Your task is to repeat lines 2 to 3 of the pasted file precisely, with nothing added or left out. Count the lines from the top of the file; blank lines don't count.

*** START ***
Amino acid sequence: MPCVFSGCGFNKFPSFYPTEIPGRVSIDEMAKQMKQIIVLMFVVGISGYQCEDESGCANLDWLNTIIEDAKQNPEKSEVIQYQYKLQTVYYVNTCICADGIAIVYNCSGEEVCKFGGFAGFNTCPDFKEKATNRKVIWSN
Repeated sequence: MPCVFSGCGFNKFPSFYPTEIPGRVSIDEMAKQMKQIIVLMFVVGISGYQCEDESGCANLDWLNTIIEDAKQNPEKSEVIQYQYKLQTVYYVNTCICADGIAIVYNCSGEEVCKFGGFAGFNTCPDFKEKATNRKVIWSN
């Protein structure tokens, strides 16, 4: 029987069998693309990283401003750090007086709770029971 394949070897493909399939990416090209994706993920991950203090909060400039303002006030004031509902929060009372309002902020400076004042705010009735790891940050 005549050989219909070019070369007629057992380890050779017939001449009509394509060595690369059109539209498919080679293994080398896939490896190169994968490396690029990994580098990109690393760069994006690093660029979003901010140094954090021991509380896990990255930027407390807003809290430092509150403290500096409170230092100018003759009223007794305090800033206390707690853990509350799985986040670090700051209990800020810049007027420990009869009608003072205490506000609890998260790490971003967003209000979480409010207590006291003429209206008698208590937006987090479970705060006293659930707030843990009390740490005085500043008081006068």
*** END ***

Repeated sequence: MPCVFSGCGFNKFPSFYPTEIPGRVSIDEMAKQMKQIIVLMFVVGISGYQCEDESGCANLDWLNTIIEDAKQNPEKSEVIQYQYKLQTVYYVNTCICADGIAIVYNCSGEEVCKFGGFAGFNTCPDFKEKATNRKVIWSN
């Protein structure tokens, strides 16, 4: 029987069998693309990283401003750090007086709770029971 394949070897493909399939990416090209994706993920991950203090909060400039303002006030004031509902929060009372309002902020400076004042705010009735790891940050 005549050989219909070019070369007629057992380890050779017939001449009509394509060595690369059109539209498919080679293994080398896939490896190169994968490396690029990994580098990109690393760069994006690093660029979003901010140094954090021991509380896990990255930027407390807003809290430092509150403290500096409170230092100018003759009223007794305090800033206390707690853990509350799985986040670090700051209990800020810049007027420990009869009608003072205490506000609890998260790490971003967003209000979480409010207590006291003429209206008698208590937006987090479970705060006293659930707030843990009390740490005085500043008081006068």